As old as the hills

As old as the hills

“As old as the hills was written in the winter on 2021. People started seeking to connect with the outdoors and with nature. More folk looked at alternatives to urban lifestyles. They questioned how could they make positive changes in the way they lived their lives. They looked at how they brought up their families. The wondered how and where they could work and how they could reduce their impact on the planet. Living a more sustainable life and being kinder to the planet created an interest in living out with towns and cities, and seeking a different way of life in Scotland’s countryside.

Not all locations have hills

During the pandemic, and with travel restrictions in place, the countryside saw an increase in visitors as people explored doorstep destinations around the country. Additionally, as the majority of Scotland’s workforce were either on furlough or working from home. People re-adjusted the shape of their working lives. There was no longer a need to be in an office each day from 9 to 5. Businesses restructured their workforce to enable a new way of working to function effectively. People made space on the kitchen tables to work, and with this fixed base for home and job, many questioned their surroundings and their town and city locations.

As old as the hills, a photograph of a deer manager on the high tops of the hills looking through binoculars.

The old countryside

The countryside offered a different lifestyle compared to an urban one. The rural infrastructure may not be as accessible as that of a town, but one does exist. There may not be every convenience within reach but there are always alternatives to seek out. Rural broadband connects the countryside to the rest of the world. Although in some places its reliability and strength are still unpredictable. This connectivity opens up an endless stream of possibilities. This makes working from a rural home a plausible option. The pandemic taught the business world it was possible for office-based employees to work remotely from their home. Rural life was no longer the out of reach lifestyle it was a decade or so ago. As we moved towards a more impact-aware society, the ranges of options increased. Technology has improved and more diverse alternatives are available.

As old as the hills

Years ago, rural jobs were the norm. Country estates and farms had a large and steady workforce. However, with the growth of technology, and changes in land use rural employment changed. With improvements in travel and access, expanding towns, and the promise of bigger opportunities, many sought a career away from their rural roots and headed to the cities. If we look back through the generations in our family trees, we would likely find that some of our relatives worked in farming, crofting, forestry, gamekeeping or domestic service on country estates. As Scotland continued to evolve, cities expanded, and industries grew, and the requirement for rural skills reshaped and remained.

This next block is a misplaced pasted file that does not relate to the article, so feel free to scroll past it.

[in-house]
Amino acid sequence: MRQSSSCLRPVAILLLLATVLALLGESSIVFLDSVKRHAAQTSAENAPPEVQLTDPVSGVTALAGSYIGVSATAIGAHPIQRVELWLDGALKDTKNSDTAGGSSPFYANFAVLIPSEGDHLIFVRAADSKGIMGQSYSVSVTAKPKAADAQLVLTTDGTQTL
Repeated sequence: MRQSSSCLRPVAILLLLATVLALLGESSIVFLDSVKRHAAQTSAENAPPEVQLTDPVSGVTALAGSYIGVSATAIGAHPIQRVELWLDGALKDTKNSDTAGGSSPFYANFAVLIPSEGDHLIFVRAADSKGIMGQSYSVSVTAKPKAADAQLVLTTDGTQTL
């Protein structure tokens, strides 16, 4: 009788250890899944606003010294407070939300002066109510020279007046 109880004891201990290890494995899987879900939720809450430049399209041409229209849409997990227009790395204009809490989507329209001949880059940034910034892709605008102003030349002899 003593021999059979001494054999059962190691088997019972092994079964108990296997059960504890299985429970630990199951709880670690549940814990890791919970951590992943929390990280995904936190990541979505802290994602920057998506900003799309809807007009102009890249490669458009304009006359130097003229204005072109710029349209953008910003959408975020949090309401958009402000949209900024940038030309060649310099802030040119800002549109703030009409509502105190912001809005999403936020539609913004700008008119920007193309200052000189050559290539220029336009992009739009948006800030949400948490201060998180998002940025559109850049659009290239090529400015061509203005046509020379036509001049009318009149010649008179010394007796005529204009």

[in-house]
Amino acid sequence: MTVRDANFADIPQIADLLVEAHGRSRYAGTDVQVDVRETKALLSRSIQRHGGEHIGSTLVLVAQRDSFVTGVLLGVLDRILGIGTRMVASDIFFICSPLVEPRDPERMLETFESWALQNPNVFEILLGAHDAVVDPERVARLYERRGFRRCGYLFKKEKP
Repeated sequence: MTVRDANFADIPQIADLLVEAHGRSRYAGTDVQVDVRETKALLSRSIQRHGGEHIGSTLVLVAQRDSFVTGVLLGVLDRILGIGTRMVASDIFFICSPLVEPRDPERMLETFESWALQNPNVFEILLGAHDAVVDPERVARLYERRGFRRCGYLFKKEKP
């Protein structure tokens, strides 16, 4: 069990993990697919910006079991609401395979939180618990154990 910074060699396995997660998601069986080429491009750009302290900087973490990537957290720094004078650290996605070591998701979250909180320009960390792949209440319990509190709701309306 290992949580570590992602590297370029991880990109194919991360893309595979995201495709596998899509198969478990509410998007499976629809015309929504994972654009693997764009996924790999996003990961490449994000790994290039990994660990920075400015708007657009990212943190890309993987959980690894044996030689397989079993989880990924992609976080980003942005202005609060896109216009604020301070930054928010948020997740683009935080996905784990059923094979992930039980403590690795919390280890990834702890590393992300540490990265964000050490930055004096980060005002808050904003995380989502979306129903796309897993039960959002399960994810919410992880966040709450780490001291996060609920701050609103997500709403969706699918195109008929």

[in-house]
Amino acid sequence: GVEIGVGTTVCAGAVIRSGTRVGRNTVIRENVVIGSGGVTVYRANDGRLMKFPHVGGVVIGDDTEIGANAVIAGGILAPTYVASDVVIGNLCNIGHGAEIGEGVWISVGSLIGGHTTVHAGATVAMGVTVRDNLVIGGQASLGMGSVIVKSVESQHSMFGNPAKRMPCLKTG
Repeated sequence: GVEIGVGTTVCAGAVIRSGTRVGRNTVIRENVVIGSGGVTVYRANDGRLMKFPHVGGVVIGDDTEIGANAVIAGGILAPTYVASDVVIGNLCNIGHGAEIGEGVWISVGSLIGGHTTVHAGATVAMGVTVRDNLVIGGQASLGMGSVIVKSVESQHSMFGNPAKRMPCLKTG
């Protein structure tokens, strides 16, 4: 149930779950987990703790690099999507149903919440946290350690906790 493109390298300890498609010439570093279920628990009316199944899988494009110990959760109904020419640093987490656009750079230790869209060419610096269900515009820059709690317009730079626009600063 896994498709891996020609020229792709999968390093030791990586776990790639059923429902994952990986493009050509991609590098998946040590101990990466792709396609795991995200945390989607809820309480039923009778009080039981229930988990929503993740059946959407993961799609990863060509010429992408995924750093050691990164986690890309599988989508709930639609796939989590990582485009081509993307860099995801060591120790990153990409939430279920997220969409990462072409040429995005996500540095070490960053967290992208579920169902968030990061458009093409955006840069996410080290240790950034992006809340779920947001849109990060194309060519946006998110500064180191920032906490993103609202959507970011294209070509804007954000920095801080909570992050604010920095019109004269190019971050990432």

Traditional and modern country careers

Today, traditional country careers such as gamekeeping, deer management and river ghilling have developed. They account for a sizeable rural workforce. Scotland has islands, vast rural and remote areas, so if you ever wanted to work outdoors then here is the place to the explore opportunities. Colleges offer courses to school-leavers interested in pursuing an outdoor career, and there are choices galore. Take your pick from rural and estate skills, environmental management, research, forestry, sustainable food production and land use, and many more.

Change your life, help the planet

As interest grows in living ethically and increased environmental awareness, many are rejecting the on-demand lifestyle. Many take a more considered approach with recycling, reusing, and upcycling. Perhaps we will return to eating seasonal fruit and vegetables, locally grown and harvested meat, game, dine on fish caught in Scottish waters, do more home baking and cooking, take up knitting, sewing, and making our own clothes, and spending more time outside than online. Maybe more people will up sticks to a rural spot and take up a countryside career. Nature and climate change are fundamentally linked, and with more people working outdoors the land will benefit, and help towards tackling climate change.

Moving away from a society of convenience maybe it’s time to return to the old, traditional ways. After all, rural jobs and country living are as old as the hills.”